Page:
This concept of accumulating and pragmatic change would, we thought, give the regional and sub-regional organisations scope to make a difference even if their existence was partly competitive with the authority and comprehensiveness of the UN’s membership. Actors with a shared identity could, in the modern context, demonstrate a clearer ownership of a regional or local issue. The European Union had perhaps taken this to the most sophisticated level so far, including in representing the interests of the smallest players. No other organisation represented so well the post-Westphalian phase of rising above the concept of balance of power and aiming for the collective interest. Yet the EU was struggling to convince its member populations that it was their principal representative. And many observers in other continents were unable to see the EU as acting for the global good. This perhaps needed further discussion within the EU itself; and this Note covers below some thoughts in this direction.
Within all the talk of globalisation and new actors, we were reminded of the importance of the security field. The range of threats had changed; and the tendency of each identity, whether collective, national or sub-national, to see its security interests in subjective terms indicated a very complex picture. This was an issue with a great deal of impact when one compared the modern era with the Cold War or the period of western dominance which followed it. These thoughts took us into a discussion of the roles in particular of the United States and China in global affairs. The US retained an enormous weight on global security issues and American leadership was still needed in sorting many of them out. At the same time US hegemony was increasingly resented and its relative dominance was seen as being in decline. This mix of respect and resentment made it especially difficult for the US itself to adjust to the new era of multilateralism (at best) or competitive nationalisms (the more likely trend). The big issues coming up in this respect were seen as being Iran, Israel-Palestine and the relationship with China. China itself was close to the superpower league, but had not yet shown that it was definitely prepared to move from a careful calculation of national interests to being a contributor to global solutions. No-one expected a G2 to take over control of the world’s agenda, but the interplay between these two giants was bound to be a factor in almost every issue of global importance. Neither of them, meanwhile, could ignore the trend towards smaller units in global politics, all of them with a capacity for independent action, but all of them also dependent on others for their overall security and prosperity.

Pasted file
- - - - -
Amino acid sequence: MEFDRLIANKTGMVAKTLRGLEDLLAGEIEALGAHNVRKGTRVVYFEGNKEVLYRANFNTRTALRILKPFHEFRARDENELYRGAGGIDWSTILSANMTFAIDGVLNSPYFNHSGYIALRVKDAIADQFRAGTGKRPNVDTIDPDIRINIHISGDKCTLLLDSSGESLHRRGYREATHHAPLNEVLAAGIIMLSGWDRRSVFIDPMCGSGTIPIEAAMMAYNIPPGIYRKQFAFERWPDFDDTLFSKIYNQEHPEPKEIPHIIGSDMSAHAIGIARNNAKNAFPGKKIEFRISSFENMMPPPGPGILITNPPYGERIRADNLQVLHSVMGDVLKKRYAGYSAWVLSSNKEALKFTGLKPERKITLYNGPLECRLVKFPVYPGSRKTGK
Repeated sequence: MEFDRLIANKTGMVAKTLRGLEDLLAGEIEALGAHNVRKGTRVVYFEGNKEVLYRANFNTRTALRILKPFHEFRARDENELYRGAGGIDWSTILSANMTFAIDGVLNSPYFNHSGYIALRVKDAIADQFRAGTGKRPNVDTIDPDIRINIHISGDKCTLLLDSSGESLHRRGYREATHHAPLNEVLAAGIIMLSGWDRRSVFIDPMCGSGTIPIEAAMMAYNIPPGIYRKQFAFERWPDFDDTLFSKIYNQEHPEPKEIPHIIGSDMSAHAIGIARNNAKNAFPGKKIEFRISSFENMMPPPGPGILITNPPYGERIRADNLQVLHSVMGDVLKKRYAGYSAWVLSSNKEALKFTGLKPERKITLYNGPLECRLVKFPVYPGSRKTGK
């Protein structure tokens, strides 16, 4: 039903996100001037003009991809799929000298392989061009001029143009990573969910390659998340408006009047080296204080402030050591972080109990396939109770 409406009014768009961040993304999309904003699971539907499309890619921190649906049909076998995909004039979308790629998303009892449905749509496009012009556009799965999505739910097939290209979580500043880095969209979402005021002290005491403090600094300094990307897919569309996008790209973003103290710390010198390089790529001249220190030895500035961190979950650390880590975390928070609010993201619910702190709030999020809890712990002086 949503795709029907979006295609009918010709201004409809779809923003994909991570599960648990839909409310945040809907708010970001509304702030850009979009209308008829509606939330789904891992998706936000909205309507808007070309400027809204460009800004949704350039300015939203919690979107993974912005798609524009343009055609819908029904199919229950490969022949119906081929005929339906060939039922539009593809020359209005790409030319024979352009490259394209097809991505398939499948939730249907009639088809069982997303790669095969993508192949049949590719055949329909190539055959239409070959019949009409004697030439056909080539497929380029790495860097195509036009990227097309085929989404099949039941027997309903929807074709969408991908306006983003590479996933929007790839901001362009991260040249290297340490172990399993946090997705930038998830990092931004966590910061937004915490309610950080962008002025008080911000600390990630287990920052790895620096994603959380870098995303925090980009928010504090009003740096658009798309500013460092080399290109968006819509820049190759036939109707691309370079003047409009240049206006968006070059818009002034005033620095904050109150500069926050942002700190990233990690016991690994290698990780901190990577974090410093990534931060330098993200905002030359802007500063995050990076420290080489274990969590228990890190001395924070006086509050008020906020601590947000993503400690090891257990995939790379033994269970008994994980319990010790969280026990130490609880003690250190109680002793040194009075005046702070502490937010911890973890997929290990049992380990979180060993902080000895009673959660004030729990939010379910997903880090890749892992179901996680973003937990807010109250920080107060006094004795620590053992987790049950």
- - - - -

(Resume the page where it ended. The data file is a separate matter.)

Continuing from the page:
While all this discussion of the political trends was continuing, with the diplomats still in their comfort zone, the power of the information revolution and its incalculable effects on society were being vigorously inserted into the conversation. The challenge was presented as one affecting not just diplomacy, but governance as a whole. Public confidence in governments, at least in the democratic world, was falling partly because political leaders were struggling with the complexity of things, and partly because the information flow was beyond their control. Depriving government of the monopoly on information was a compelling change. Why were governments and diplomats not adapting faster? People now wanted to know what was happening and why, and how developments should be responded to in the public interest. They thought they knew better than governments, even when this was not the case. The job of the media was to create doubts in official minds in order to improve policy formation and implementation. It appeared that they had been much more successful in the first than in the second part of this. How could all these new interconnections be redefined and successfully managed for the good of society?